“Denizens from Omicron Ceti III have an eatery onboard Starbase Bastion,” Selvin said. Silane tried nodding again. He knew that the Cetians were famous for their vegetarian cuisine, and Selvin, like most Vulcans, was a vegan. “If you are not busy perhaps we could dine there.”
“Unfortunately I have other plans,” Silane said, contemplating whether he should elaborate.
“Understood,” Selvin coolly replied, not quite able to hide the disappointment in his voice. The Medusan was certain he knew the origin for that disappointment. So he no longer saw any concern in spelling it out.
“Dr. Xylia has already asked me to dinner. There’s a new Alshain restaurant at the station. You are welcome to join us.” Even though Silane didn’t eat organic sustenance, he enjoyed observing the process and the camaraderie.
“Thank you,” Selvin began, his words frigid, “But I will decline.”
“You really shouldn’t be that way,” Silane said disapprovingly, “Xylia can’t help where she was born. Or choose her nationality.”
“I am well aware of that Silane,” Selvin replied frostily. “But I can choose who I dine with.”
After a long pause, Silane conceded, “Fair enough. I do want you to know that the offer still stands.”
“Thank you,” Selvin said. Through the workbee’s viewport, Silane saw the man dip his head respectfully. “I shall not keep you from your appointment,” Selvin added. The craft angled away from the Medusan and puttered back toward the Main Shuttlebay. Silane watched him go, pulsing softly all the while.
The conference room, graciously volunteered by the station’s commander, afforded the captains a premium view of all of Intercept Group Four’s ships. Aldebaran and Wyoming already were ensconced in their warp sleds while work was proceeding apace on Palomar and Enzmann. Together the quartet of ships would join Empress. The Galaxy-class cruiser was the only surviving ship from the first IG-4.
The other five vessels had been lost in combat against the Kothlis’Ka, one of the species streaming out of the Delta Quadrant. IG-4 had tried failed to prevent the Kothlis’Ka Armada from proceeding on toward Romulan space.
Empress’s captain had refused to return home, but had acceded to Starfleet Command’s demand that she not take the Empress into Romulan territory. A Starfleet vessel anywhere near that infernal horde might trigger a hostile response from the Star Empire.
Command had also allowed the captain to send a warning to the Romulans, though so far neither she nor Command had received a reply, as far as Banti had heard. He suspected that Terrence’s rush to get back to the Romulan Neutral Zone was compelled by the oncoming Kothlis’Ka.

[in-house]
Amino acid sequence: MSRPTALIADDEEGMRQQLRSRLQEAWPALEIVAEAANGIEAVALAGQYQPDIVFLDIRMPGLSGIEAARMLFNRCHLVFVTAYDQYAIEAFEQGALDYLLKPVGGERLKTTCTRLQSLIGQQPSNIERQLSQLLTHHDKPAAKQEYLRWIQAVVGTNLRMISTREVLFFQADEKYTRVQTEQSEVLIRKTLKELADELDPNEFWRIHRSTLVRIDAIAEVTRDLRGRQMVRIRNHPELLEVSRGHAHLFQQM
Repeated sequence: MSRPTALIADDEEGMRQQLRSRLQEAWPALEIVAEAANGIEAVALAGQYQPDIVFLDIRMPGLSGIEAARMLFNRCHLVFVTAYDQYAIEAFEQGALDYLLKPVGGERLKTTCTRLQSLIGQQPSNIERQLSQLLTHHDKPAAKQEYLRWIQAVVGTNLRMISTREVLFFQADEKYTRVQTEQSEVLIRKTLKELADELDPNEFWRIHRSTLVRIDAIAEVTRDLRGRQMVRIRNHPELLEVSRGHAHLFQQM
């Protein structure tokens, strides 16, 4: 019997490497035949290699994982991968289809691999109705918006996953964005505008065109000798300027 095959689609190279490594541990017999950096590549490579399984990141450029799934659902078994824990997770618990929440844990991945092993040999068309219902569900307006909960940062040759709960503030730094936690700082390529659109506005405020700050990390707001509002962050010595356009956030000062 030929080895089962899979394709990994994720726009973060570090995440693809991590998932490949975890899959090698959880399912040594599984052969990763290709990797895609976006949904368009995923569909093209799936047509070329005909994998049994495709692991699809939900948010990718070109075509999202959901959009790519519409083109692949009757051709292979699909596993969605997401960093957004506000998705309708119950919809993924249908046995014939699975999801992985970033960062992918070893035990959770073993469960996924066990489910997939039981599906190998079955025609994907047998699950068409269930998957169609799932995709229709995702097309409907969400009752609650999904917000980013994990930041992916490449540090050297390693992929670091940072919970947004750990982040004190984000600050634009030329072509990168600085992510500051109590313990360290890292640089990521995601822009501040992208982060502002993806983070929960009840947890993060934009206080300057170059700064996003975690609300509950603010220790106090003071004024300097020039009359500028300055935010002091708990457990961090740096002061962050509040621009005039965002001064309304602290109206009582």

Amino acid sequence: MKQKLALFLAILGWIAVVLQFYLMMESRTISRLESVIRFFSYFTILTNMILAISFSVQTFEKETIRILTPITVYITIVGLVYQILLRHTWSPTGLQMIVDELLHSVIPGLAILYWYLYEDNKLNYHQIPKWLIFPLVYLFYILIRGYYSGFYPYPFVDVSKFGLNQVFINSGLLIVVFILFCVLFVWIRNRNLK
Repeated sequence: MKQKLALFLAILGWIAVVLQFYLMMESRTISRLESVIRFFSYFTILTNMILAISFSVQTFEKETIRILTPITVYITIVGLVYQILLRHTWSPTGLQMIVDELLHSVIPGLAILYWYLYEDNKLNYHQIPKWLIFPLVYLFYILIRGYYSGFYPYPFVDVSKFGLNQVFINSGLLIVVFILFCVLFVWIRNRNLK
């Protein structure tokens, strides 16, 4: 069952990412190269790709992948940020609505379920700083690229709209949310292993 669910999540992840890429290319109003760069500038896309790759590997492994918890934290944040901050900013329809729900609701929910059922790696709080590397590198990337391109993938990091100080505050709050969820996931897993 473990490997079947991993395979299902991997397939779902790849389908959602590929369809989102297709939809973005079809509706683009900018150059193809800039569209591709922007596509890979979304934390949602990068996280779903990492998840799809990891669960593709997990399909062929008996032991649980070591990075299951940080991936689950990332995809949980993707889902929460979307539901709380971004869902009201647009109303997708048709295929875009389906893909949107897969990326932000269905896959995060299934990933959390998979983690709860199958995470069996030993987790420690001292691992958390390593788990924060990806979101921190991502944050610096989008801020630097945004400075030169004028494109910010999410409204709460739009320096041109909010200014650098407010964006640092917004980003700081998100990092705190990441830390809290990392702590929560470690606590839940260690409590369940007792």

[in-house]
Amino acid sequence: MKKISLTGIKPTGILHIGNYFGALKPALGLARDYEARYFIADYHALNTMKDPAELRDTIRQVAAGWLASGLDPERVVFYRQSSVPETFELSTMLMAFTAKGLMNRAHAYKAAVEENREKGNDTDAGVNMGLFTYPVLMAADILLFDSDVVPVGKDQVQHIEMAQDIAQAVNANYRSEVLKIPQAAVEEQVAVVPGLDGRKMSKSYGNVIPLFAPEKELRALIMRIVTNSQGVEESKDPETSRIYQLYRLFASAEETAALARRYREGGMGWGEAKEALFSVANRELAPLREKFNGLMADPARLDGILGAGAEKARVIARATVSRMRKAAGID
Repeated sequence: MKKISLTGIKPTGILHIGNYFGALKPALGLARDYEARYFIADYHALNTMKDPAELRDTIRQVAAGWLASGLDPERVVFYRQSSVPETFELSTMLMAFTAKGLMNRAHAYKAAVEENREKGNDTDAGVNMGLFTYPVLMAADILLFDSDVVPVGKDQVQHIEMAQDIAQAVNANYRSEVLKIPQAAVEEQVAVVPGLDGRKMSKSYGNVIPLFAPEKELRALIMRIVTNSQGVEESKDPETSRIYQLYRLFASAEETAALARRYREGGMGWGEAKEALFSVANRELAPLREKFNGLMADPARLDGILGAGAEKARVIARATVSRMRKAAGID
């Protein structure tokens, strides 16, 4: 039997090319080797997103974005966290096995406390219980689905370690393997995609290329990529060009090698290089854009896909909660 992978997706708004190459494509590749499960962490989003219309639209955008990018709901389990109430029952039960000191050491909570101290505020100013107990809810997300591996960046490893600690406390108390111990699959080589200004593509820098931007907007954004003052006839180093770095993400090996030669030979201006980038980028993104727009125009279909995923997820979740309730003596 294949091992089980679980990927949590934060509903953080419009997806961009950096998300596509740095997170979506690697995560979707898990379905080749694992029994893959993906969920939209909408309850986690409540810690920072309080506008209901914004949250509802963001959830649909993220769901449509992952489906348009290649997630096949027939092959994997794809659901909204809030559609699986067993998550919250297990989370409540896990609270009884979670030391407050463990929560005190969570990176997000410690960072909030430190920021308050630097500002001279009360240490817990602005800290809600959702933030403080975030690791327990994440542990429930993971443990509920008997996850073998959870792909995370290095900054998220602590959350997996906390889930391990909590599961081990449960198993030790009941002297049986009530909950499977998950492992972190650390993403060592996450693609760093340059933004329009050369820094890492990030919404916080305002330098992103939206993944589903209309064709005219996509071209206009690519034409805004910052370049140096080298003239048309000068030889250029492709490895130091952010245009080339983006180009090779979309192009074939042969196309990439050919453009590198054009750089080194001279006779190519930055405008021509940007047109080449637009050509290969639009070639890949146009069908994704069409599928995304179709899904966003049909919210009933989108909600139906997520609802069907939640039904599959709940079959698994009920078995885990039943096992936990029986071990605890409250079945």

In the borrowed conference room, Captain Awokou held court with the captains of the taskforce he would lead into the Delta Quadrant.
He hated being one ship short for the new intercept group, but with the Satie Administration’s halt on starship construction and their new focus on unmanned warp combat vehicles, the Fleet was spread thin. Not only had a significant amount of men and materiel been thrown into Taskforce Vanguard, but there were still all the ongoing conflagrations that always demanded Starfleet’s time in addition to the standard missions of exploration.
“This business with the Kothlis’Ka is just ghastly,” Captain Blazek, of the Ambassador-class Palomar, shook his elongated, purple head. His bulbous, fire orange eyes blinked spasmodically as he contemplated the enormity of his own statement. “An entire group wiped out.”
“Not entirely,” admonished Captain Niann, of the Cheyenne-class Wyoming. The brown-skinned Akaali’s skin coloration was darker than Banti’s. With her broad nostrils, full lips, and brown skin, Niann could easily have passed for a member of Banti’s family, a daughter even, if not for the twin ridges bracing each side of her forehead and stopping just before they touched her eyebrows. “Empress survived,” she pointed out, “And she’s still ready to fight.”
“I think it was a mistake for Command not to recall Empress,” Commander Raul Gomes, of the Miranda-class Enzmann, spoke up. Despite his youthful square face, Gomes’s hair was steel gray. Gomes’s age made Banti wonder why he hadn’t reached a higher rank. Awokou suspected that the man’s long history in Starfleet Intelligence perhaps was the reason. Once he got to know the man, Banti thought he might ask him.
Usually Awokou brought his meetings to a close quickly after the main business had concluded, yet he was allowing this one to wind down naturally. He thought it would be a good thing for the captains to get to know each other better, especially before they all went into deep sleep. Who knew what situation awaited them once they were reawakened.
With a sense of gallows humor, he thought back to his recent return to the land of the living. Banti was still grappling with all of the changes the Federation had undergone in just two short years, as well as how he had changed.